How about dead fucking wood. That’s both a type of wood and a pretty accurate description of Whirlwind Heat. Any lingering doubts that The Heat weren’t just a bunch of Michigan natives benefiting from inexplicable patronage (Jack? Brendan? Why?) is comprehensively banished with this album.
Departing from both the Moog driven noise-a-thon of Do Rabbits Wonder, and the ten songs in as many minutes Flamingo Honey, Types Of Wood arrives instead at the port of sludgy Beck-esque slacker rock. Leaving one to sagely note, you’re all losers baby, so why don’t we kill you?
Wackiness is never something you want from an album, and it’s all you get from this. True, it’s a wackiness that the band would probably like you to confuse with experimental pretentiousnesses, but really Types Of Wood is art-rock performed by a bunch of, like, really ke-ewl frat-boys art-students with too much spare time and an alphabet fixation. Bizarre, admittedly, but the sheer number of occasions Whirlwind Heat resort to reciting their ABCs, most notably on the ‘crazy’ and, er, ‘crap’, The Sun Is Round, you’d be forgiven for thinking you’d stumbled across the Alpha Beta Gamma version of Sesame Street, brought to you today by the beer-bong and the half-naked girl in the bathtub.
So count with me kids, how many half-decent songs? Von! That’s right von! Von half decent song! Ha ha ha! Slugger is ok, David Swanson raising himself from his vocal slumber to sound slightly less like a sedated Julian Casablancas, and more like a just wasted as-per-usual Julian Casablancas, while the rest of the band get on with pushing things onwards at a half decent rate, and everyone is grateful for the small mercy.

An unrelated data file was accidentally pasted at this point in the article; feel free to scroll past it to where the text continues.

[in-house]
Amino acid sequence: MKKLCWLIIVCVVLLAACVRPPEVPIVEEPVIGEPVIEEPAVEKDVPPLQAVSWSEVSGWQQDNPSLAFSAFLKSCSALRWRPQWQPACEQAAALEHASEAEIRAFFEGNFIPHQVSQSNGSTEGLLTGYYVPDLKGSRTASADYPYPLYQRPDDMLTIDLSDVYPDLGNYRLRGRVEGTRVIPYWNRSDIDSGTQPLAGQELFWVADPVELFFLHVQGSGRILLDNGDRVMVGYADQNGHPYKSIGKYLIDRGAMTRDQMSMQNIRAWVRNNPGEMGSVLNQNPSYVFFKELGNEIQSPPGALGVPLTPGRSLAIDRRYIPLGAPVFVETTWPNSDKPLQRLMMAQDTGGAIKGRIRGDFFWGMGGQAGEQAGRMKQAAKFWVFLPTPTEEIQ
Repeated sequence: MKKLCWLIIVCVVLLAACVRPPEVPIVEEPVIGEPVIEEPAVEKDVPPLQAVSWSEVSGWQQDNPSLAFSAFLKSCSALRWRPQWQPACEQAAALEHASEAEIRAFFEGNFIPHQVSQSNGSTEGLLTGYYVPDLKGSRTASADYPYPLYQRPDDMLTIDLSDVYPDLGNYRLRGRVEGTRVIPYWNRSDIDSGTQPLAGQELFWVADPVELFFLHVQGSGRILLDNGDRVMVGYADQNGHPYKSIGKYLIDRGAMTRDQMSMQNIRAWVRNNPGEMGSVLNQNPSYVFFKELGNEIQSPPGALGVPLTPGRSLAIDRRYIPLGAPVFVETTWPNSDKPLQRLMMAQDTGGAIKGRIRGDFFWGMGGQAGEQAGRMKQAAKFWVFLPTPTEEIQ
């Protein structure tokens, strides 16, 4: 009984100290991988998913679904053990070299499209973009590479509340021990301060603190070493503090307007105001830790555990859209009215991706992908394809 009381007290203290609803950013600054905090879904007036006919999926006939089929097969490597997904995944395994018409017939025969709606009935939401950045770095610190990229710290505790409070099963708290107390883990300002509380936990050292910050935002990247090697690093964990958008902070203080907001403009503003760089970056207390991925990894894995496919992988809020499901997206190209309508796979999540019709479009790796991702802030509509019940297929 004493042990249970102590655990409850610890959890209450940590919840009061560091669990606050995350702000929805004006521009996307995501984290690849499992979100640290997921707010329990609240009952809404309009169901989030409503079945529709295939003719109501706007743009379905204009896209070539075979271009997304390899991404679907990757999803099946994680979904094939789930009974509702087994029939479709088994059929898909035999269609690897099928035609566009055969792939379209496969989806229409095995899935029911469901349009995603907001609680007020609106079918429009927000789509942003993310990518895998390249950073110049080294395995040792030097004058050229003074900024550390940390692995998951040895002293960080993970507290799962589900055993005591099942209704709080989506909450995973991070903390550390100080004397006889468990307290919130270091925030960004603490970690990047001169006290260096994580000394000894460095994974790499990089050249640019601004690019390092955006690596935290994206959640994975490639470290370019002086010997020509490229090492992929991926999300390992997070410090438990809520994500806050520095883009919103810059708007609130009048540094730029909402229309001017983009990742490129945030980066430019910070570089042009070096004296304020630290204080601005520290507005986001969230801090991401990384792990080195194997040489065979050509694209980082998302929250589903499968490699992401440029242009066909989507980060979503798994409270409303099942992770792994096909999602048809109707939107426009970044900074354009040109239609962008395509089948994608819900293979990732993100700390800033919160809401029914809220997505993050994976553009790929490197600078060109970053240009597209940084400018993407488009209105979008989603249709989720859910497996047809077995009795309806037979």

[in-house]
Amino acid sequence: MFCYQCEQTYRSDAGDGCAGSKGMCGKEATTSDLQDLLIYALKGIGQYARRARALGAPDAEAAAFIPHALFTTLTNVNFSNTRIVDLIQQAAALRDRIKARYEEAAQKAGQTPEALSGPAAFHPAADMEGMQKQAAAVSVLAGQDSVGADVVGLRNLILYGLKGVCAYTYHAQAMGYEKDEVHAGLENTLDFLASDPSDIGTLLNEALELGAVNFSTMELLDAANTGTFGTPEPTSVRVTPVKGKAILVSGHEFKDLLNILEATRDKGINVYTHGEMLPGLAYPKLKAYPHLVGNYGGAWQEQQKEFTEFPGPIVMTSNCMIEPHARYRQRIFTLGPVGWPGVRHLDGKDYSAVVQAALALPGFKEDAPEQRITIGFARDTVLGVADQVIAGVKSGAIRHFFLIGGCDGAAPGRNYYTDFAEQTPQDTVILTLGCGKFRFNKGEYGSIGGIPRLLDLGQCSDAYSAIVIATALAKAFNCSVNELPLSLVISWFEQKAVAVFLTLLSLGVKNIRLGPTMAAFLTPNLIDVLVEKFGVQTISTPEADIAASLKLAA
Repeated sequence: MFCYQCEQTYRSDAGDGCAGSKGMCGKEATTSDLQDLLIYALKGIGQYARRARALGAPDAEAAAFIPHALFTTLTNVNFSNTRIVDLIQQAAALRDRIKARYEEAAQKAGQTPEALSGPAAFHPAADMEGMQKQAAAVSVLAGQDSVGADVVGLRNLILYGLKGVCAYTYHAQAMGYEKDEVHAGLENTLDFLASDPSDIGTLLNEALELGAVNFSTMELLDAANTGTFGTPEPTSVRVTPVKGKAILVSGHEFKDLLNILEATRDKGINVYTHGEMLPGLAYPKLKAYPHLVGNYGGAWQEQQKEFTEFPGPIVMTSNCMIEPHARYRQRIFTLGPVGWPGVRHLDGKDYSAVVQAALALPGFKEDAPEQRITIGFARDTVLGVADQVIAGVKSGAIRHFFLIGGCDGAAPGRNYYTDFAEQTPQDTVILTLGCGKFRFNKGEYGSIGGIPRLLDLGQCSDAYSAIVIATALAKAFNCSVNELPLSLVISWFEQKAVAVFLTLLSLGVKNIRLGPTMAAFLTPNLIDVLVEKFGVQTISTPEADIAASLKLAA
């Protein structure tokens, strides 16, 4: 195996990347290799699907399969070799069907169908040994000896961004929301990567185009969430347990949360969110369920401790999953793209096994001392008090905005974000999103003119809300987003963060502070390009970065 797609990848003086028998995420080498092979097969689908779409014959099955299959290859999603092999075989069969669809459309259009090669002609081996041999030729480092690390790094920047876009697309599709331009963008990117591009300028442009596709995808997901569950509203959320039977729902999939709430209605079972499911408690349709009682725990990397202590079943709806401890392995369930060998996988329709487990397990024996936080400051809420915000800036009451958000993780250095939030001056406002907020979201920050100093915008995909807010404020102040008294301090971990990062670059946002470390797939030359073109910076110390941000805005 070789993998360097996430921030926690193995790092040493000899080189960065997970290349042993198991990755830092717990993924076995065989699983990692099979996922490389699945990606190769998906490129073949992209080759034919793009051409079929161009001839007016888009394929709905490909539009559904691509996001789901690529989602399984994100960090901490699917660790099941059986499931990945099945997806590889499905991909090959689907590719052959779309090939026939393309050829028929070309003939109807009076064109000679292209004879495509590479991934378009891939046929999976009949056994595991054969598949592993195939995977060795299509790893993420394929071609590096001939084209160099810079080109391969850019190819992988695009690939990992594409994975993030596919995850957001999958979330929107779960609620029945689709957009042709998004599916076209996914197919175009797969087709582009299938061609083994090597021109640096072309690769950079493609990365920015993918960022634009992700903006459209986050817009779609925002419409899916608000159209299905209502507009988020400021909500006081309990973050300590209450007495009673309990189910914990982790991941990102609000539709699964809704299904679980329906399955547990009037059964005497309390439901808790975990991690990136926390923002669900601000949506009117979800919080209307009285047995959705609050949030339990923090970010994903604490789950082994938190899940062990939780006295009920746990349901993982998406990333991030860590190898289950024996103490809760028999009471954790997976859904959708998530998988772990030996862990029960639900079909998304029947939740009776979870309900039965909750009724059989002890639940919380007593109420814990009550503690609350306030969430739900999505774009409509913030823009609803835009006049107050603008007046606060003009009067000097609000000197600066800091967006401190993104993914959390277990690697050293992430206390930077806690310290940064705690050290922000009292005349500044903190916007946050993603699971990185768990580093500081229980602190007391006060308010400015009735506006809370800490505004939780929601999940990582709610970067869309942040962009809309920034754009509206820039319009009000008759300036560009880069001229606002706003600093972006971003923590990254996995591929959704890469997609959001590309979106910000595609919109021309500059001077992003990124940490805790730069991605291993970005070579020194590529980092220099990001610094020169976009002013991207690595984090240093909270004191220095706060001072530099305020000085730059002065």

Not that it saves it. Not when elsewhere Gene Pool Style’s not even clearing single entendre (“Pulled down my pants / and started to dance”) lyrics actually make you wish that Blink-182 were still running around with their arses out, doing musical versions of dick and fart jokes, while the pile of self-conscious electronic masturbation that Nylon Dream ends on makes you long for the day when men were men, and musicians had guitars on which they played tunes.
Who knows. Maybe it’s a joke. Certainly the way Air Miami manages to sound exactly like DFA 1979 playing in a biscuit tin is pretty amusing, unless you’d actually worked long and hard to save the money to buy this album. Then it’s just plain annoying.
It ends with a “Kapow!”, and you hope that they’ve disappeared. Sadly they haven’t, leaving you to spend the next ten tracks wishing for a chainsaw.